Ideally, you'll work out three times per week. If you do that, your schedule might look like this:
Monday: Workout A
Wednesday: Workout B
Friday: Workout A
Saturday and Sunday: Rest
Monday: Workout B
Wednesday: Workout A
Friday: Workout B
Saturday and Sunday: Rest
You have a rep range for each exercise. Once you can hit the top of that rep range for every set of the movement on a given day, you will add weight the next time you perform that workout.
For example, if you have 4 sets of 4-6 back squats, and you are using 95 lbs and get 6, 6, 6, and 6 reps for your sets, the next time you go to the gym, you'll use 100 (or 105 if it felt super easy) lbs and strive to get 6, 6, 6, and 6 reps.
If you get 6, 6, 5, and 4 reps with your 95 lbs, use 95 lbs again the next time and try to get 6 on all sets.
The lower end of the rep range likely won't be something you trifle with a lot, but it's there as a safeguard. If you nailed your 95 with straight sets of 6 and jumped to 105, but then you only got 5, 4, 3, and 2, but your rep range was 4-6 reps, you may have been to ambitious. I'd recommend moving back to 95, making sure form was solid, and then adding only 5 lbs the week after that.
In terms of starting weights, I highly recommend starting with the lightest weight you can use for a movement (e.g. the empty bar for a barbell or 2 lb dumbbells) and then adding weight slowly and steadily over time. You have your whole life to make progress; don't rush it at the beginning.
That's really about it. Go to it! If you have watched the video and read this whole article, and you still have questions, check the FAQ (directly blow); if I don't answer your question there, shoot me a message at firstname.lastname@example.org and I'll be happy to help!
How long is this program?
As long as you're progressing. And honestly, you can make slight tweaks to keep progressing once you're stuck. For example, if you stall on goblet squats at 65 lbs, maybe switch them out for back squats and start progressing that movement. Same goes for DB press; try progressing to a barbell bench press.
As a ballpark estimate, you'll likely make progress with very few tweaks for at least 12 weeks, and maybe more if you add weight very slowly and are super strict with your form!
*** Something important to note: The training log provided will last you about 3 weeks of training; as I just said, the workout program can last much longer than that. I recommend printing out another sheet every few weeks so you can continue to log your progress and/or substitute any movements as you see fit! ***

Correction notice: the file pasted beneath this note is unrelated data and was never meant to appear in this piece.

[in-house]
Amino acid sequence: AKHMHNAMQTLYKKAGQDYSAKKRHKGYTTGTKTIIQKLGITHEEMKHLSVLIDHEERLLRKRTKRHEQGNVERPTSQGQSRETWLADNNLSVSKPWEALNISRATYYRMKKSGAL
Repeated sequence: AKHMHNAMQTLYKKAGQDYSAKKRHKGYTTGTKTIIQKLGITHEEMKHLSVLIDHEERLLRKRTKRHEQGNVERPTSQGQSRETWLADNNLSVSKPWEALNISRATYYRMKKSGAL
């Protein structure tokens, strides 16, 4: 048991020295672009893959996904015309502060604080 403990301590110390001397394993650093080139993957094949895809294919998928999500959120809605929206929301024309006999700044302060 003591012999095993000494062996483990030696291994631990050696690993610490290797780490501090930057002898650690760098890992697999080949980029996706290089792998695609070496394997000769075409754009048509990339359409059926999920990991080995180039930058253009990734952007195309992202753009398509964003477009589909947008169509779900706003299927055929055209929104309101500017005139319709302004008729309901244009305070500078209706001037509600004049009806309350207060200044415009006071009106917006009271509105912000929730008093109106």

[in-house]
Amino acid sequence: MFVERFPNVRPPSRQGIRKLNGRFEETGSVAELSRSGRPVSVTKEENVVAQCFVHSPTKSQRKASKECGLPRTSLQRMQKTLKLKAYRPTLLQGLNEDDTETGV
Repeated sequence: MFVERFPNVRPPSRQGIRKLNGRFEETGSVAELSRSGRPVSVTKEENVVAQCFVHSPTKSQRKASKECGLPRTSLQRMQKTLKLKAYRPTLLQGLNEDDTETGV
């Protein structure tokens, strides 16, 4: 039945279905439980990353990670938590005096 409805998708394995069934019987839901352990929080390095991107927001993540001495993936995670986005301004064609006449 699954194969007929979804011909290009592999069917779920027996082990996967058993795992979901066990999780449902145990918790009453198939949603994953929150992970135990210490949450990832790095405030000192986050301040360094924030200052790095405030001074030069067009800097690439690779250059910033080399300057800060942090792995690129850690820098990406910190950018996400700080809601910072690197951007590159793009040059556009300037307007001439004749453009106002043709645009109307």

How long should I rest between sets?
Great question!! Not to be a pain in the ass, but "long enough" is the best answer here. You want to feel about 90% recovered from the set you've just done, which for heavy movements, can take 3-5 minutes. When you're just starting out, though, you might be fine in about a minute.
And just to be clear: I am indeed saying you might need more rest as you progress through the program than you do day 1. That's normal. Lifting more weight takes more energy, even if you're stronger. More energy burned in a given time = more rest required to recover.
What should I do with my diet while I train?
This is a complicated question, but you should be able to get most of the information you need from one of my other articles.
If you're just starting to get into fitness, I'd recommend starting here.
I don't want to get bulky; are you sure it's OK for me to work out like this?
I'm using bands - how do I track my progress?
This is a tough one - bands have a few extra variables that DBs don't: chiefly, your distance from the anchor point. I recommend giving each band a number (e.g. 1, 3, 5, 7, and 9) and then maybe setting distances that give decimals (e.g. a 1 with a certain anchor point is a 1, whereas with a further anchor, it's a 1.5). You can also add bands together, so a 1 and a 3 together would be a 4 (which is why I decided to use all odd numbers when adding the bands). I'm not 100% sure how the math works out (does 3+5 actually weigh more than 7? Depends on your bands!), but this at least gives you a reference point when tracking.
Why so little abs (or obliques/biceps/other muscles you likely love to train)?
So, you've been lied to. Working abs will not get you abs (see the article linked under "I don't want to get bulky). If you want bigger biceps/triceps, you might benefit from a bit of supplemental work, but your first priority should be getting strong in pushing and pulling movements. Trust me: get stronger at these basic movements and get your diet in check and that will do more for your physique than literally anything else you could possibly do.
What do I do on my off days?
This is a 3x/week program, which leaves you four days when you're not in the gym. If you'd like to work on your fitness on those days, I recommend the following:
- Mobility work (e.g. yoga, dynamic stretching)
- Fun stuff (e.g. playing a sport, hanging out in a park)
- Light cardio (e.g. any kind of cardio that is not HIIT)
Things not to do: